While many Americans wait in the long, long line that is forming for the coronavirus vaccines, Canadian citizens who are 65 or older and who have the cash to spend months in states such as Florida or Arizona will be moving to the head of the line.
The Canadian snowbirds are also potentially months ahead of when they would have been vaccinated back home, according to the CBC.
Florida is offering the vaccine to anyone who can prove he or she is 65 or older.
“I guess we were in the right place at the right time,” said Toronto resident Perry Cohen, who will spend the winter in Deerfield Beach, Florida, in a gated community.
The 74-year-old said he and his wife, Rose, 71, received the first dose of the Pfizer-BioNTech vaccine on Tuesday and will get their second dose in three weeks.
“What a nice way to start the new year,” he told the CBC.
Cohen estimated that being in Florida enabled him to be vaccinated months ahead of when he would have been eligible in Canada.
“I was figuring April probably to July, and then this comes along — it’s a bonus,” he said. “It fell in our lap.”
Canadians who head to Arizona will also leapfrog ahead of others.
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“Winter visitors can be vaccinated at no cost in Arizona,” Holly Poynter, a spokesperson for Arizona’s Department of Health Services, told the CBC, adding that Arizona will start vaccinating anyone 75 and older later this month and that by the end of February or the beginning of March, it will vaccinate seniors between the ages of 65 and 74.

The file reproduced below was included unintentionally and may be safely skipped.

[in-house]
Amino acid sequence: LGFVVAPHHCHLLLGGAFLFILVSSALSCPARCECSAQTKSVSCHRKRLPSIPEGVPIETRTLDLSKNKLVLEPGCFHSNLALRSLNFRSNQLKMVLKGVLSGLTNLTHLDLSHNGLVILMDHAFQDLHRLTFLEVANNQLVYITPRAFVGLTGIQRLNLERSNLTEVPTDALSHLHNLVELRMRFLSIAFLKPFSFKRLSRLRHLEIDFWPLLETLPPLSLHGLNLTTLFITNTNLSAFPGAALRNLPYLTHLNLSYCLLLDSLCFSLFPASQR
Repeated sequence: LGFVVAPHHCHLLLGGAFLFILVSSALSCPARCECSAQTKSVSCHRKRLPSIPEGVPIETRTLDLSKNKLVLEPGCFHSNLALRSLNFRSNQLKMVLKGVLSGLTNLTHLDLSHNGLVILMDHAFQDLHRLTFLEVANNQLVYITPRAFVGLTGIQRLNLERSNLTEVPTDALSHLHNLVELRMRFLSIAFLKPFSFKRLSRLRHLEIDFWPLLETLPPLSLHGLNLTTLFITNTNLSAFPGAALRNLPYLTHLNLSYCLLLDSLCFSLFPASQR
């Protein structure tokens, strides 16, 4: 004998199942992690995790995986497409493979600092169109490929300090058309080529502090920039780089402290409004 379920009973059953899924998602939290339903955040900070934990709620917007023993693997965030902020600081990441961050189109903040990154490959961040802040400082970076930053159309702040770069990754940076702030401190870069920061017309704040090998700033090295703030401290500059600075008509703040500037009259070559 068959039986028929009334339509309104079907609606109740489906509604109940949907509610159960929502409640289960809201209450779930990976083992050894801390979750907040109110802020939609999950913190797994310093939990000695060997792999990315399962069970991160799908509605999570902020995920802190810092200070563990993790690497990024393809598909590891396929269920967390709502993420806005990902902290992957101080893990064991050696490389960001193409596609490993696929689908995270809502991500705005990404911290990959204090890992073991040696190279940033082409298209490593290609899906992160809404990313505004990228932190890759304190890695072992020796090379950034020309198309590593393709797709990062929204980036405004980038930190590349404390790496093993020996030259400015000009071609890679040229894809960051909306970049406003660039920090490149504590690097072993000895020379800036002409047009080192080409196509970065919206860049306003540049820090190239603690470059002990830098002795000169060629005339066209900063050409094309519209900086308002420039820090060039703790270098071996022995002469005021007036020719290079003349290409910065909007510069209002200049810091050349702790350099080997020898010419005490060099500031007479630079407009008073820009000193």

Florida Gov. Ron DeSantis has said he sees no problem in vaccinating seasonal residents of his state.
“If you have folks who spend four or five months a year in the state of Florida, I don’t think we want to get in a situation where we’re trying to say, ‘Oh no, you go back to Rhode Island’ or, ‘You go back to Minnesota or wherever,”” DeSantis said Monday, according to WKMG-TV.
“So they’re here, they have a residence and they’re not just kind of flying by night for a week or two. I’m totally fine with that.”
“I think if we’re trying to mitigate the disease and the clinical consequences, I think the people who are here that are over 65 — and again that’s much different than someone just showing up and saying, ‘Give me a shot’ and then they’re going to fly back somewhere, we obviously are not going to do that — but for seasonal residents who are going to be here, I think it’s totally fine if they want to do it,” DeSantis said.
A spokeswoman for the Florida Division of Emergency Management said the policy is not limited to U.S. citizens.
“The state is committed to offering vaccines to all Floridians and non-residents, including seasonal residents that may also be a Canadian or Puerto Rico resident,” she said.
Toronto-based travel insurance broker Martin Firestone said the policy is great news for Canadians.
“They’re excited,” said Firestone, who runs Travel Secure Inc.
“Their attitude is, ‘I will probably be waiting till summer at the earliest’” in Canada.
He told the CBC some Canadians are considering a Florida trip for the vaccination alone.
“It’s the craziest reason to head down to another country,” he said.
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